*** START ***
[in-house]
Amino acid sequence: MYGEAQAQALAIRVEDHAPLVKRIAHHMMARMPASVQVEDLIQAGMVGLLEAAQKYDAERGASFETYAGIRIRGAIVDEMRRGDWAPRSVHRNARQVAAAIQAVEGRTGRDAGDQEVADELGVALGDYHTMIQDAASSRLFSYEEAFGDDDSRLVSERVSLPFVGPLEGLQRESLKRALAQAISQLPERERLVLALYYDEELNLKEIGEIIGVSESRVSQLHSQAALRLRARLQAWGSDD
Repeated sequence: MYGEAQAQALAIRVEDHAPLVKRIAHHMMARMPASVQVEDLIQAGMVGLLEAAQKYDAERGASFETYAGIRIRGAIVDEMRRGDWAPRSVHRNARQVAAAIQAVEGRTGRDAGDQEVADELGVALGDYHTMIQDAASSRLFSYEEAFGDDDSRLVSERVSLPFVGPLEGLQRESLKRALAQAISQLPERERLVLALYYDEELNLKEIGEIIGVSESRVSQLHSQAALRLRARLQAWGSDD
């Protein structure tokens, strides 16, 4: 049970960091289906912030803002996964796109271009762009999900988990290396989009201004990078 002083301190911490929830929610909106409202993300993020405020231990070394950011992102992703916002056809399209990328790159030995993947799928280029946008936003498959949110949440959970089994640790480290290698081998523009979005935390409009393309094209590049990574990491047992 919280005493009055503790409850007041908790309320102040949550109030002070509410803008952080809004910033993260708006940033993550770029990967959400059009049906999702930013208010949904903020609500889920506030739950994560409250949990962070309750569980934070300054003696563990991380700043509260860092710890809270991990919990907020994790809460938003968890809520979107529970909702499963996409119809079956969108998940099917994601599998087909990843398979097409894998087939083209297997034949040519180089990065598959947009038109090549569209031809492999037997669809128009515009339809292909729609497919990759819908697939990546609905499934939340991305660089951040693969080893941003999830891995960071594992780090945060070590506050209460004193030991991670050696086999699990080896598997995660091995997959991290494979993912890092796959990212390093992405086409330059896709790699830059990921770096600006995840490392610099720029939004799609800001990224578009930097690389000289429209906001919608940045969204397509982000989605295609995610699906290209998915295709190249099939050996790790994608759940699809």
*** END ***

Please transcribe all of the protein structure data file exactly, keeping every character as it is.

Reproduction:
[in-house]
Amino acid sequence: MYGEAQAQALAIRVEDHAPLVKRIAHHMMARMPASVQVEDLIQAGMVGLLEAAQKYDAERGASFETYAGIRIRGAIVDEMRRGDWAPRSVHRNARQVAAAIQAVEGRTGRDAGDQEVADELGVALGDYHTMIQDAASSRLFSYEEAFGDDDSRLVSERVSLPFVGPLEGLQRESLKRALAQAISQLPERERLVLALYYDEELNLKEIGEIIGVSESRVSQLHSQAALRLRARLQAWGSDD
Repeated sequence: MYGEAQAQALAIRVEDHAPLVKRIAHHMMARMPASVQVEDLIQAGMVGLLEAAQKYDAERGASFETYAGIRIRGAIVDEMRRGDWAPRSVHRNARQVAAAIQAVEGRTGRDAGDQEVADELGVALGDYHTMIQDAASSRLFSYEEAFGDDDSRLVSERVSLPFVGPLEGLQRESLKRALAQAISQLPERERLVLALYYDEELNLKEIGEIIGVSESRVSQLHSQAALRLRARLQAWGSDD
């Protein structure tokens, strides 16, 4: 049970960091289906912030803002996964796109271009762009999900988990290396989009201004990078 002083301190911490929830929610909106409202993300993020405020231990070394950011992102992703916002056809399209990328790159030995993947799928280029946008936003498959949110949440959970089994640790480290290698081998523009979005935390409009393309094209590049990574990491047992 919280005493009055503790409850007041908790309320102040949550109030002070509410803008952080809004910033993260708006940033993550770029990967959400059009049906999702930013208010949904903020609500889920506030739950994560409250949990962070309750569980934070300054003696563990991380700043509260860092710890809270991990919990907020994790809460938003968890809520979107529970909702499963996409119809079956969108998940099917994601599998087909990843398979097409894998087939083209297997034949040519180089990065598959947009038109090549569209031809492999037997669809128009515009339809292909729609497919990759819908697939990546609905499934939340991305660089951040693969080893941003999830891995960071594992780090945060070590506050209460004193030991991670050696086999699990080896598997995660091995997959991290494979993912890092796959990212390093992405086409330059896709790699830059990921770096600006995840490392610099720029939004799609800001990224578009930097690389000289429209906001919608940045969204397509982000989605295609995610699906290209998915295709190249099939050996790790994608759940699809």